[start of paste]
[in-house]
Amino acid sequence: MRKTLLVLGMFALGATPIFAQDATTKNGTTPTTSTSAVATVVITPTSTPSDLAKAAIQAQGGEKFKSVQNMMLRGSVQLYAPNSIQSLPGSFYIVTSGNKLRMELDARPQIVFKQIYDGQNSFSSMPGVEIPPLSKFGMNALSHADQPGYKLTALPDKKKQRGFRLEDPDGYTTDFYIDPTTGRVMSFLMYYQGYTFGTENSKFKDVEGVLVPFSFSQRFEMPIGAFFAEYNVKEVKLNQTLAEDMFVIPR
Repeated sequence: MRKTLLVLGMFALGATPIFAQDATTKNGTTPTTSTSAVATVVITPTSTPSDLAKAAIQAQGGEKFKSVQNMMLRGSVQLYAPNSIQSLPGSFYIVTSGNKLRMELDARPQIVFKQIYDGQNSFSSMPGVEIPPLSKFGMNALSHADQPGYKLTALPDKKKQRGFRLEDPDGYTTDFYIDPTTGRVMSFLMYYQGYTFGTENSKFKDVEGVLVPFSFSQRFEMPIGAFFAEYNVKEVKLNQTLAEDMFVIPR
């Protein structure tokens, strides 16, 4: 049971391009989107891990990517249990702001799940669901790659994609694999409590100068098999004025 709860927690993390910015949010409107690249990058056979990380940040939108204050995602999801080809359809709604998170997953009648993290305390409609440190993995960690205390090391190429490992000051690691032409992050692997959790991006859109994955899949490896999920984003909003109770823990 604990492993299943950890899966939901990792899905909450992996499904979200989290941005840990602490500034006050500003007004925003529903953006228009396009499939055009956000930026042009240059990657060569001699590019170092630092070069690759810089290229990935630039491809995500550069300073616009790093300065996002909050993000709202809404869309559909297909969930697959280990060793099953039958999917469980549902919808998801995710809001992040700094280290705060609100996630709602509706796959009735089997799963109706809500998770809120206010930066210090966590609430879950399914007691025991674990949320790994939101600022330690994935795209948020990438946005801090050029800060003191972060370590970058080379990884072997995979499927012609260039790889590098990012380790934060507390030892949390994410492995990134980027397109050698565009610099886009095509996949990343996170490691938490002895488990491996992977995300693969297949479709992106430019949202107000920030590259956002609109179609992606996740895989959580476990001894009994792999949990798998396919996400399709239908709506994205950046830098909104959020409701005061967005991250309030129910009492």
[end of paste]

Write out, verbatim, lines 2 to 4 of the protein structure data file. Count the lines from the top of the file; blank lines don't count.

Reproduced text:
Amino acid sequence: MRKTLLVLGMFALGATPIFAQDATTKNGTTPTTSTSAVATVVITPTSTPSDLAKAAIQAQGGEKFKSVQNMMLRGSVQLYAPNSIQSLPGSFYIVTSGNKLRMELDARPQIVFKQIYDGQNSFSSMPGVEIPPLSKFGMNALSHADQPGYKLTALPDKKKQRGFRLEDPDGYTTDFYIDPTTGRVMSFLMYYQGYTFGTENSKFKDVEGVLVPFSFSQRFEMPIGAFFAEYNVKEVKLNQTLAEDMFVIPR
Repeated sequence: MRKTLLVLGMFALGATPIFAQDATTKNGTTPTTSTSAVATVVITPTSTPSDLAKAAIQAQGGEKFKSVQNMMLRGSVQLYAPNSIQSLPGSFYIVTSGNKLRMELDARPQIVFKQIYDGQNSFSSMPGVEIPPLSKFGMNALSHADQPGYKLTALPDKKKQRGFRLEDPDGYTTDFYIDPTTGRVMSFLMYYQGYTFGTENSKFKDVEGVLVPFSFSQRFEMPIGAFFAEYNVKEVKLNQTLAEDMFVIPR
């Protein structure tokens, strides 16, 4: 049971391009989107891990990517249990702001799940669901790659994609694999409590100068098999004025 709860927690993390910015949010409107690249990058056979990380940040939108204050995602999801080809359809709604998170997953009648993290305390409609440190993995960690205390090391190429490992000051690691032409992050692997959790991006859109994955899949490896999920984003909003109770823990 604990492993299943950890899966939901990792899905909450992996499904979200989290941005840990602490500034006050500003007004925003529903953006228009396009499939055009956000930026042009240059990657060569001699590019170092630092070069690759810089290229990935630039491809995500550069300073616009790093300065996002909050993000709202809404869309559909297909969930697959280990060793099953039958999917469980549902919808998801995710809001992040700094280290705060609100996630709602509706796959009735089997799963109706809500998770809120206010930066210090966590609430879950399914007691025991674990949320790994939101600022330690994935795209948020990438946005801090050029800060003191972060370590970058080379990884072997995979499927012609260039790889590098990012380790934060507390030892949390994410492995990134980027397109050698565009610099886009095509996949990343996170490691938490002895488990491996992977995300693969297949479709992106430019949202107000920030590259956002609109179609992606996740895989959580476990001894009994792999949990798998396919996400399709239908709506994205950046830098909104959020409701005061967005991250309030129910009492």